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It’s sad when it happens. A leader I work has recently discovered that a trusted executive in his firm has been falsifying expense claims.

It happens. Yes. And it happens with employees who are not necessarily bad people. They slip through a meal or two with their spouse, a gift for a friend or family member, and things escalate.

This particular leader would like to keep his employee; he sees lots of value, lots of potential. All he needs is an assurance that trust becomes a value they can share.

I suggested that he confront the employee with one, single, unarguable transgression. Then, if the employee shows he wishes to make things right and stay with the company, the leader put a couple of years of expense reports on the desk and ask the employee to go through them and make good on anything that was inappropriate.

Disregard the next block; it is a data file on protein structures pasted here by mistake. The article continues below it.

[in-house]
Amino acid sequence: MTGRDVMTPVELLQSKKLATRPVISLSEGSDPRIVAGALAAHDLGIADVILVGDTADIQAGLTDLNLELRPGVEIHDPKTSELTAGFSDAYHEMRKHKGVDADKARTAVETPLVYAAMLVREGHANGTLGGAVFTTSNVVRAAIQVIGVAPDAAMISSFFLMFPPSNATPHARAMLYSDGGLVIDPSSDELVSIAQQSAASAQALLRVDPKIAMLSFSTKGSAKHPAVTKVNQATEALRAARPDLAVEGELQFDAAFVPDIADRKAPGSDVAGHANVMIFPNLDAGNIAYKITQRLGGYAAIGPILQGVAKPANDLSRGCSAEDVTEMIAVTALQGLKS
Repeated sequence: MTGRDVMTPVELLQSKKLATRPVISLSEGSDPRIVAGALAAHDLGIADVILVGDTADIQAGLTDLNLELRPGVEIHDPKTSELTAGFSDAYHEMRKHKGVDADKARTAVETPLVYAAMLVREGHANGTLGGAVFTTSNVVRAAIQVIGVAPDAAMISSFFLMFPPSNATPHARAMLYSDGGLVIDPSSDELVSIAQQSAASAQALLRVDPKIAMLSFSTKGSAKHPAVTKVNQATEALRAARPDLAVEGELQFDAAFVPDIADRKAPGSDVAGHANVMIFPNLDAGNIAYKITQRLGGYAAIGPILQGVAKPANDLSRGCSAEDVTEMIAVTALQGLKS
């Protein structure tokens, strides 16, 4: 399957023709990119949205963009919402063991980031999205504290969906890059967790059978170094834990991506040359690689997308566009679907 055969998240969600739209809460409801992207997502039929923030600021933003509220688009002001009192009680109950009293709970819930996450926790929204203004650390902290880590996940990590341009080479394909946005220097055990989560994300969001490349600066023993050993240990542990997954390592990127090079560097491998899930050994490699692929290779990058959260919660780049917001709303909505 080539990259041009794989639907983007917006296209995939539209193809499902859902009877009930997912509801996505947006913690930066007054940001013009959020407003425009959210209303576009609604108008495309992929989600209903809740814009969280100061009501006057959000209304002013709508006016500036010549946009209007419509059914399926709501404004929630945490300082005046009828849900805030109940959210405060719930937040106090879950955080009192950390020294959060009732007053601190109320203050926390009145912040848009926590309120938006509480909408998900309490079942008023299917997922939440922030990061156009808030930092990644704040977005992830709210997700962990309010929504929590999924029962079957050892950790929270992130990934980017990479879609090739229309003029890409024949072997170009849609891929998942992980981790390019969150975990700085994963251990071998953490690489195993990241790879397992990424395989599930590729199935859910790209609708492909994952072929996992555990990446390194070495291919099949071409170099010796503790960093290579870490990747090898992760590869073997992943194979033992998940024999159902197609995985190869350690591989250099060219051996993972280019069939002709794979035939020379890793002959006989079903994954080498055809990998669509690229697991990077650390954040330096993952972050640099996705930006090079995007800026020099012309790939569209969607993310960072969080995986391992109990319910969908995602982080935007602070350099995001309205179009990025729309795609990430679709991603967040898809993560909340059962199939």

That’s the test. If he comes clean, give him a chance. Push the Reset button. Move on. (Of course you need to tighten up your expense approval process too.)

This is a time to demonstrate that you make decisions from your company’s stated values and that you expect all team members to do the same. It’s not about creating rules that enforce the values but about reinforcing the behaviours and decisions that flow from them. Sure, you’ll be hesitant with him for a while but you’ll find out a lot about character. Coming through something like this could be great for your firm.

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